Sunday, June 27, 2004

The Wonderful Horrible Life of Michael Moore

My one word review of Fahrenheit 9/11: “Powerful.”

That one word carries with it both positive and negative connotations, and it is in both senses of the word that I use it to describe how I felt about the film.

Beyond that one word, I have a lot of miscellaneous thoughts, so if you’ll allow me to make like Michael Moore and lay them all out in no coherent order and towards no particular thesis:

For some background on how I felt about Mr. Moore going into this latest piece, skim my post on Super-Size Me and the state of documentary filmmaking.

Overall, I had a mixed reaction to Fahrenheit (I might be in the minority there since it seems most people love it or hate it). I think my opinion was muddled because the documentary itself was an uneven piece of work. There were sequences and moments that I thought were extremely well put together, but then there were too many stretches that I considered sub-par quality for Moore. His films are usually compelling and/or entertaining throughout, so probably the most shocking thing for me about Fahrenheit was that at times it’s rather tedious and redundant (Did we need five minutes at that trade convention to get the point that capitalists were profiting on the war? Did we need the stories about both the cookie-eating peaceniks and the elderly gym rat to know that Patriot Act was leading to investigations of harmless people?). I equate Moore, to some extent, with former humorists like Janeanne Garofallo, Al Franken and Dennis Miller – they’ve become so serious about their politics that they often forget to be funny (there are definitely moments of great satiric humor in Fahrenheit, but not nearly as much as in Moore’s other movies).
Another problem that kept me from getting involved as much as Moore or I would’ve liked is that I went in skeptical of all the filmmaker’s “facts,” especially after all the misrepresentations of truth in Bowling for Columbine. Roger Ebert expressed his feelings about that deception nicely:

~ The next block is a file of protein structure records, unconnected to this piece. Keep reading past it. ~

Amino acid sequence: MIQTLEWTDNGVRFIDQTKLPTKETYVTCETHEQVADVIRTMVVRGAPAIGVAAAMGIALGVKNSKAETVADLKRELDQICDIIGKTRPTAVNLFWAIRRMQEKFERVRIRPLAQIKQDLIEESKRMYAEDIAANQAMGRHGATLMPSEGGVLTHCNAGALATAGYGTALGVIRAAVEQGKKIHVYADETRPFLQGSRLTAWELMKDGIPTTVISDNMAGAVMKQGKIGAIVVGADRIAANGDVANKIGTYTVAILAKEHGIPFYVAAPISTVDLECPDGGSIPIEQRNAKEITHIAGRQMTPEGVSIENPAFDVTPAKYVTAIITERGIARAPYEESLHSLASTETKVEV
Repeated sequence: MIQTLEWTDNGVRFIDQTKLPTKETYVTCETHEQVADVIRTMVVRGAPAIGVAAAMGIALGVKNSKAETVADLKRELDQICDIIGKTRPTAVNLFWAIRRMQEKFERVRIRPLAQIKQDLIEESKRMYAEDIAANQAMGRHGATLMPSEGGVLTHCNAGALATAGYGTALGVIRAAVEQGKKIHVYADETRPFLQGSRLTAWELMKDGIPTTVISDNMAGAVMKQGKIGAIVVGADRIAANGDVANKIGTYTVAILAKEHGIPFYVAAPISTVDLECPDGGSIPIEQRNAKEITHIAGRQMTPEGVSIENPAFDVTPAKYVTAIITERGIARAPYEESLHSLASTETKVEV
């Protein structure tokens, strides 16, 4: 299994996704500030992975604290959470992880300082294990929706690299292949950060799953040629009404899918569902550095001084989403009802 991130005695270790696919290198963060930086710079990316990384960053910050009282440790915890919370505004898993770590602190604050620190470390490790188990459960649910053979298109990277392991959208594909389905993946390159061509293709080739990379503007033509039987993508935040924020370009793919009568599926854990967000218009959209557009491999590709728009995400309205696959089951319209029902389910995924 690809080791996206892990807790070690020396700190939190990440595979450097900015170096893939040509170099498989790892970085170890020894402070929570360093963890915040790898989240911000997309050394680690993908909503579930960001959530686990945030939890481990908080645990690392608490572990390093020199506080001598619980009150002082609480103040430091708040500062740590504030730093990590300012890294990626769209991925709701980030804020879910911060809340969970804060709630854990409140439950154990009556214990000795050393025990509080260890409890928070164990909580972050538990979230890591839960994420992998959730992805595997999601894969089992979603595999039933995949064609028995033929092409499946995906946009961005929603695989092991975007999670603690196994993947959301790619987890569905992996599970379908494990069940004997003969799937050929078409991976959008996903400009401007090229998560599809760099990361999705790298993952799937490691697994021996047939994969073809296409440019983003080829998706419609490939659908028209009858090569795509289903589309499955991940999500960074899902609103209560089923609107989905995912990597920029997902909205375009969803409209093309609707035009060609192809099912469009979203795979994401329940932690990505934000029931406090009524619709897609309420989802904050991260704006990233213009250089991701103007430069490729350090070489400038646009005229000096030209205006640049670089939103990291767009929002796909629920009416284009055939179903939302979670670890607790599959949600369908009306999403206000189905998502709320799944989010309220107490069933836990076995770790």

The pitfall for Moore is not subjectivity, but accuracy. We expect him to hold an opinion and argue it, but we also require his facts to be correct. I was an admirer of his previous doc, the Oscar-winning "Bowling for Columbine," until I discovered that some of his "facts" were wrong, false or fudged….

Because I agree with Moore's politics, his inaccuracies pained me, and I wrote about them in my Answer Man column. Moore wrote me that he didn't expect such attacks "from you, of all people." But I cannot ignore flaws simply because I agree with the filmmaker. In hurting his cause, he wounds mine.

Even if everything that’s in the film is technically factual, Moore is most often guilty of the sin of omission, particularly omission of context. Many of the interviews are presented without identifying the subject (or even the interviewer when it’s obviously not Moore) or providing dates and locations. Likewise, most of the archival footage of Bush is edited in without giving us any sense of when or where or even how it was captured. I feel like this would help to ease concerns that Moore manipulates the truth and I doubt any of that contextual information would make the president look any less like a buffoon.

David Poland, in his review, noted in one instance how the clarification of fact might have made it slightly less salacious, but would’ve still conveyed the point that Moore intended: